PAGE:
The State of the Long-Term Care Industry

It may be easy for many to skip over this post – after all, if you aren’t working in the long-term care industry, chances are this won’t have much of an impact, right? Wrong. If you, or a loved one is approaching 65 years of age – and/or if you need treatment in a healthcare facility, the state of the long-term care industry is important to understand.

It all begins with funding. In New York State, for example, 75% of the residents in nursing homes are supported by the Medicaid program. For Loretto, which serves 10,000 individuals each year, 72% of residents are supported by Medicaid, and we have a shortfall of $160 per person per day, or a $12 million shortfall each year, in providing care for these residents.

At the same time, nationally, there are 20% or 400,000 fewer frontline long-term care workers than there were pre-pandemic. Nurses are retiring. Nurses and other healthcare workers are leaving the field. Understandably, those who are left are burned out, desiring flexibility, work-life balance and rewarding jobs. And we want to support them, so we’ve implemented four-day work weeks when we can, four-hour and 12-hour shifts, and apprenticeships and leadership training, among others. Of course, all of this is done to support and retain the employees we have, but also to recruit, which is extremely competitive. Large sign-on bonuses aren’t feasible with a $12 million shortfall.

This workforce crisis is now creating access issues in our local hospitals, as they are unable to discharge patients to skilled nursing facilities because we have beds offline due to low staffing levels.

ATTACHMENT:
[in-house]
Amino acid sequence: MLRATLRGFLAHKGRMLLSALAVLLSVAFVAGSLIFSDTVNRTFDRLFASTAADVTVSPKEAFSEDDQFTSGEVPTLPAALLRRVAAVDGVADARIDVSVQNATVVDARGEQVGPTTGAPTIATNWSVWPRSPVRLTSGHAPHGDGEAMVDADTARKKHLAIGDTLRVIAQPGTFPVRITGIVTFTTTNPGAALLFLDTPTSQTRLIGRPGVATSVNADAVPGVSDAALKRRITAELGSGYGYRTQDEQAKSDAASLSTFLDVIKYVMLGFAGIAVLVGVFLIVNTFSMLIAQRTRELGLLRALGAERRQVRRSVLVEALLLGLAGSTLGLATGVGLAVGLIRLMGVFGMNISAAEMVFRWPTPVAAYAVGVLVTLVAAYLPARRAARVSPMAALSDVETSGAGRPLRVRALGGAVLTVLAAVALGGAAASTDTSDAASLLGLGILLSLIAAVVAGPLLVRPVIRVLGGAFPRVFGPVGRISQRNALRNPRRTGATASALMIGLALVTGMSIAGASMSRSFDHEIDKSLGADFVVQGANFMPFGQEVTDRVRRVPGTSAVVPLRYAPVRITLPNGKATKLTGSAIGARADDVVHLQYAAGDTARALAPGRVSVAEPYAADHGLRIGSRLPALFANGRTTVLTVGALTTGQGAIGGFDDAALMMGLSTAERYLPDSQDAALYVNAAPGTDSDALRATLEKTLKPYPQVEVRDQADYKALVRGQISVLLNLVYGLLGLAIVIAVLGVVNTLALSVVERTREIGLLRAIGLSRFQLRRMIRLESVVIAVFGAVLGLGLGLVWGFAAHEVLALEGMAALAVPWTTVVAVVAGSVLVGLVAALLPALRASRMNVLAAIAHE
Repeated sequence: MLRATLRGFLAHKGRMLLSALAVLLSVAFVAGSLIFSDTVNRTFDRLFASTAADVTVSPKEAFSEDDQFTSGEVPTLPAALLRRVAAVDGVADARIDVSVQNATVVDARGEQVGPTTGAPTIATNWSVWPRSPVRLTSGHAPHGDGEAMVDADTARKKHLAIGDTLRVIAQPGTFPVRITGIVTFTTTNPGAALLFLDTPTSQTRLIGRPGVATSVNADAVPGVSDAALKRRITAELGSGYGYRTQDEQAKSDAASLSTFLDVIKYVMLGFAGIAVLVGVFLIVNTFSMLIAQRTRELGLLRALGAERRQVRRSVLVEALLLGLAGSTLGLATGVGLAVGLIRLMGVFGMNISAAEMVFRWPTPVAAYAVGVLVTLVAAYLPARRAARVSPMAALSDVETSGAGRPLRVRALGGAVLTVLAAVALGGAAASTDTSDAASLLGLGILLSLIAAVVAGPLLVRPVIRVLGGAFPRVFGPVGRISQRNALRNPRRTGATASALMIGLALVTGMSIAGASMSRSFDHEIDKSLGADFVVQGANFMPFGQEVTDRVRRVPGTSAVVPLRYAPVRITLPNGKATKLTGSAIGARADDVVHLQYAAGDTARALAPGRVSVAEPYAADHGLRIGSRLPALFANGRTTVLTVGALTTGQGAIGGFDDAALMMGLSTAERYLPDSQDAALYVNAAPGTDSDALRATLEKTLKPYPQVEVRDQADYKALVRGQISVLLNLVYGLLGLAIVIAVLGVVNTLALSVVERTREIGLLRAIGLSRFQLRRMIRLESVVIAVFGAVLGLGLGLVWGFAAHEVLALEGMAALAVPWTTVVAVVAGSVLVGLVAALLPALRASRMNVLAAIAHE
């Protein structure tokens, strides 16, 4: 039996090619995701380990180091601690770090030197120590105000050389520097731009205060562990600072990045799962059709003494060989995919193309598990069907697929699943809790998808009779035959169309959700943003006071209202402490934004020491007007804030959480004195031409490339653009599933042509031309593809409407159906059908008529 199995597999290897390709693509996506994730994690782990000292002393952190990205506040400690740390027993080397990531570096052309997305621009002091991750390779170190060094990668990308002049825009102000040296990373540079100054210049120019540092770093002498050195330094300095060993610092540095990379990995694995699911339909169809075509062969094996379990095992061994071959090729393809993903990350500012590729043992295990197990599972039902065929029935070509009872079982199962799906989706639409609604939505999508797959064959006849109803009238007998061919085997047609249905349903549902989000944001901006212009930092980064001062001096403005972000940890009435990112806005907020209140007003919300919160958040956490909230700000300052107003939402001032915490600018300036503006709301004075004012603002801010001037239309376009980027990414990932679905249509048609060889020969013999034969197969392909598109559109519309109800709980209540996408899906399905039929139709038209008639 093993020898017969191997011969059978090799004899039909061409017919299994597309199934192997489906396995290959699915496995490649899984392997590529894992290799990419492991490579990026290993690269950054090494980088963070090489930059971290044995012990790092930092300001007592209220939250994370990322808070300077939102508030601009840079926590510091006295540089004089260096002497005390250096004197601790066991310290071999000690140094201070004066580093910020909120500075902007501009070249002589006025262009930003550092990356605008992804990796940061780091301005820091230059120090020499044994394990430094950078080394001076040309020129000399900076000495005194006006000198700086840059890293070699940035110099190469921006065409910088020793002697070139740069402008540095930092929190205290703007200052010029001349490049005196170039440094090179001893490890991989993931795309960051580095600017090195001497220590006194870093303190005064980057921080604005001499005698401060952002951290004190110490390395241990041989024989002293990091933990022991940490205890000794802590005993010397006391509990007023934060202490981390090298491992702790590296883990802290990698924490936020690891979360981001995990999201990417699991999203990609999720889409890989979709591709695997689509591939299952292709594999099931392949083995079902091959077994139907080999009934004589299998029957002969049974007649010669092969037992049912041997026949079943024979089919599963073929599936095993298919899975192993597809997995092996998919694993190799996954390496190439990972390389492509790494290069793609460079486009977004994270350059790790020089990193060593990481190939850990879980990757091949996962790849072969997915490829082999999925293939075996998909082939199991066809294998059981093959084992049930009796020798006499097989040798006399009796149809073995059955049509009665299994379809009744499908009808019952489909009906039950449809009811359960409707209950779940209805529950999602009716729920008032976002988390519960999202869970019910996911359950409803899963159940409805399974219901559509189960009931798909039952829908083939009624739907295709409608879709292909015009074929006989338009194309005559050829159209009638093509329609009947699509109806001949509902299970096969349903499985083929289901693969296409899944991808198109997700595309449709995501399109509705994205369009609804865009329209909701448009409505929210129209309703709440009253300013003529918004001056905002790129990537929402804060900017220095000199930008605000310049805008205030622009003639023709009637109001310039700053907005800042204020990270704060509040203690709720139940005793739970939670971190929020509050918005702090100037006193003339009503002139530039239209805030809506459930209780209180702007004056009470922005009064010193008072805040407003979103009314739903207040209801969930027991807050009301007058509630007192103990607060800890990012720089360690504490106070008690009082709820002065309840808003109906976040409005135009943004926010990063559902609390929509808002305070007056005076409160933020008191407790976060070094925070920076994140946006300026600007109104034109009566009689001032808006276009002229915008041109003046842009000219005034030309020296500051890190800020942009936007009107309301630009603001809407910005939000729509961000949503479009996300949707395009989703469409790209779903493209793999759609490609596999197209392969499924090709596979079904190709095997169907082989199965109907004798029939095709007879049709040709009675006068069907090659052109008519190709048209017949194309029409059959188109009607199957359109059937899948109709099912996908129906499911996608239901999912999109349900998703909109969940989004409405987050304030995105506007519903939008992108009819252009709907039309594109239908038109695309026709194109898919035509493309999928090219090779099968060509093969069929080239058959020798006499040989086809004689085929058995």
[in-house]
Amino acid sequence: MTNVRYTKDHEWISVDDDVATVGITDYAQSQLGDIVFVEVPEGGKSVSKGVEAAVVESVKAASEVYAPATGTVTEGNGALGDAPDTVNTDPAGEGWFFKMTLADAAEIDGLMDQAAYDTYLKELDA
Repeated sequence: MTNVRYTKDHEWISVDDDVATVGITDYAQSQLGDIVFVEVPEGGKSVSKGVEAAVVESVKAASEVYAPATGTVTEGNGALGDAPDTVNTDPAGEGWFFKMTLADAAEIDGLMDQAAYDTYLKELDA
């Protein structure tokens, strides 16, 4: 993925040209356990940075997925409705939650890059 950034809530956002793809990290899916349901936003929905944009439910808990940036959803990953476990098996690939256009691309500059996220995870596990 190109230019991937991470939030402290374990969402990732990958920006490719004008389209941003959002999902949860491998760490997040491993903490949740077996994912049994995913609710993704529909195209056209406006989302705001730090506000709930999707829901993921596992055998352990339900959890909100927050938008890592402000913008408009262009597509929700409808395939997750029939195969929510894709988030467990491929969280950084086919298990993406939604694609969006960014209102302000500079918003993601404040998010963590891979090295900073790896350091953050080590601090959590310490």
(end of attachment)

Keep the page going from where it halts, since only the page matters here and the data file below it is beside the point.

Meanwhile, projections show a significant increase in people over 65, and we anticipate an increase in dementia. As a result, we have expanded our Restorative Care Unit and continue to invest in Memory Care with the addition of our Memory Special Care unit. We are committed to supporting the aging population in Central New York, but there is a limit to what we are able to do given the significant deficit in funding.

Last year, New York State passed a 1% increase to the Medicaid rate, the first rate increase since 2009. In those 14 years, in pre-inflationary dollars, costs grew by 31%. New York State now has the lowest nursing home Medicaid rate in the country.

Since 2020, six nursing homes have closed or been sold; nine are currently in the process of closing or selling; and there have been 50 nursing homes that have closed or sold since 2014.

In short, the long-term care industry is ending 2022 in crisis. Here’s to advocating for a stronger 2023!

You can be an advocate for New York seniors by contacting your legislator and ask them to support the senior safety net by providing reimbursement that covers costs. Please go to this link and complete the simple form and submit. It should only take a few seconds to complete and your voices matter most.